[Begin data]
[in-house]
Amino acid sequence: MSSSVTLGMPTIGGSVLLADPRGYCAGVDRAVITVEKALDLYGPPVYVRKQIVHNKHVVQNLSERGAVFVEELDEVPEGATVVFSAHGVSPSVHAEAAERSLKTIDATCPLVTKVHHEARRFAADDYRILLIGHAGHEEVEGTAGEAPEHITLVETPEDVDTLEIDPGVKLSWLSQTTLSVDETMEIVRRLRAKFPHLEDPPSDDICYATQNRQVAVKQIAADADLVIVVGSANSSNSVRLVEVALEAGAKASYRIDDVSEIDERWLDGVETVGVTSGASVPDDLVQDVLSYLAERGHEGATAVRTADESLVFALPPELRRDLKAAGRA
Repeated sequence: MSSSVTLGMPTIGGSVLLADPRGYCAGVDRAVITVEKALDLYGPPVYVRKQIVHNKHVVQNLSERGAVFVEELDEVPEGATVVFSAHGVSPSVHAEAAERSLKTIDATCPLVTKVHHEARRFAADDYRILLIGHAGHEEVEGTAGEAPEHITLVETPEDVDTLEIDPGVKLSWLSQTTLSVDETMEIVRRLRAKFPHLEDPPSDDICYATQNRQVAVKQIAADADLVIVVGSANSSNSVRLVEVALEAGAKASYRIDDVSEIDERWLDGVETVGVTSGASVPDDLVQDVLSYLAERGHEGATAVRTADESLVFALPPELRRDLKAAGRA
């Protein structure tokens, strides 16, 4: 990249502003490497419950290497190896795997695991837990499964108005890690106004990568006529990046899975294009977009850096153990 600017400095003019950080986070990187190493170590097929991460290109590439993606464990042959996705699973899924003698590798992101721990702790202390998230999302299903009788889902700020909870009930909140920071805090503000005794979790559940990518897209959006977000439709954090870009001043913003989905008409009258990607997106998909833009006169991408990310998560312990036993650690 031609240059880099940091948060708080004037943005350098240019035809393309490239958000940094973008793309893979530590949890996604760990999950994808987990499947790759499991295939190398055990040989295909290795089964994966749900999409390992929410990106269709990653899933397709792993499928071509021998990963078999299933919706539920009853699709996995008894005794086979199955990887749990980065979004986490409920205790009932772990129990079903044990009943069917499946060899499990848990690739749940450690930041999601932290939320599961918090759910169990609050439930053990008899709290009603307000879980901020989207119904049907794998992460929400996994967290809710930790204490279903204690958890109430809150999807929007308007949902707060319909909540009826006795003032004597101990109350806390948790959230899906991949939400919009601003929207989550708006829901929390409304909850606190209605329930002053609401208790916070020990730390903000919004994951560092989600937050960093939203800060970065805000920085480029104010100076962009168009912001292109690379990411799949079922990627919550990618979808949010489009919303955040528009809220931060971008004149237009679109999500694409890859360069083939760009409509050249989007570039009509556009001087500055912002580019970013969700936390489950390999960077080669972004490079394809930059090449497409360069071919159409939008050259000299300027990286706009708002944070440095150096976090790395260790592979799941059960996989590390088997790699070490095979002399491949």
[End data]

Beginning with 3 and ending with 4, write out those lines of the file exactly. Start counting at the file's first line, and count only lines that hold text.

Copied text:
Repeated sequence: MSSSVTLGMPTIGGSVLLADPRGYCAGVDRAVITVEKALDLYGPPVYVRKQIVHNKHVVQNLSERGAVFVEELDEVPEGATVVFSAHGVSPSVHAEAAERSLKTIDATCPLVTKVHHEARRFAADDYRILLIGHAGHEEVEGTAGEAPEHITLVETPEDVDTLEIDPGVKLSWLSQTTLSVDETMEIVRRLRAKFPHLEDPPSDDICYATQNRQVAVKQIAADADLVIVVGSANSSNSVRLVEVALEAGAKASYRIDDVSEIDERWLDGVETVGVTSGASVPDDLVQDVLSYLAERGHEGATAVRTADESLVFALPPELRRDLKAAGRA
């Protein structure tokens, strides 16, 4: 990249502003490497419950290497190896795997695991837990499964108005890690106004990568006529990046899975294009977009850096153990 600017400095003019950080986070990187190493170590097929991460290109590439993606464990042959996705699973899924003698590798992101721990702790202390998230999302299903009788889902700020909870009930909140920071805090503000005794979790559940990518897209959006977000439709954090870009001043913003989905008409009258990607997106998909833009006169991408990310998560312990036993650690 031609240059880099940091948060708080004037943005350098240019035809393309490239958000940094973008793309893979530590949890996604760990999950994808987990499947790759499991295939190398055990040989295909290795089964994966749900999409390992929410990106269709990653899933397709792993499928071509021998990963078999299933919706539920009853699709996995008894005794086979199955990887749990980065979004986490409920205790009932772990129990079903044990009943069917499946060899499990848990690739749940450690930041999601932290939320599961918090759910169990609050439930053990008899709290009603307000879980901020989207119904049907794998992460929400996994967290809710930790204490279903204690958890109430809150999807929007308007949902707060319909909540009826006795003032004597101990109350806390948790959230899906991949939400919009601003929207989550708006829901929390409304909850606190209605329930002053609401208790916070020990730390903000919004994951560092989600937050960093939203800060970065805000920085480029104010100076962009168009912001292109690379990411799949079922990627919550990618979808949010489009919303955040528009809220931060971008004149237009679109999500694409890859360069083939760009409509050249989007570039009509556009001087500055912002580019970013969700936390489950390999960077080669972004490079394809930059090449497409360069071919159409939008050259000299300027990286706009708002944070440095150096976090790395260790592979799941059960996989590390088997790699070490095979002399491949």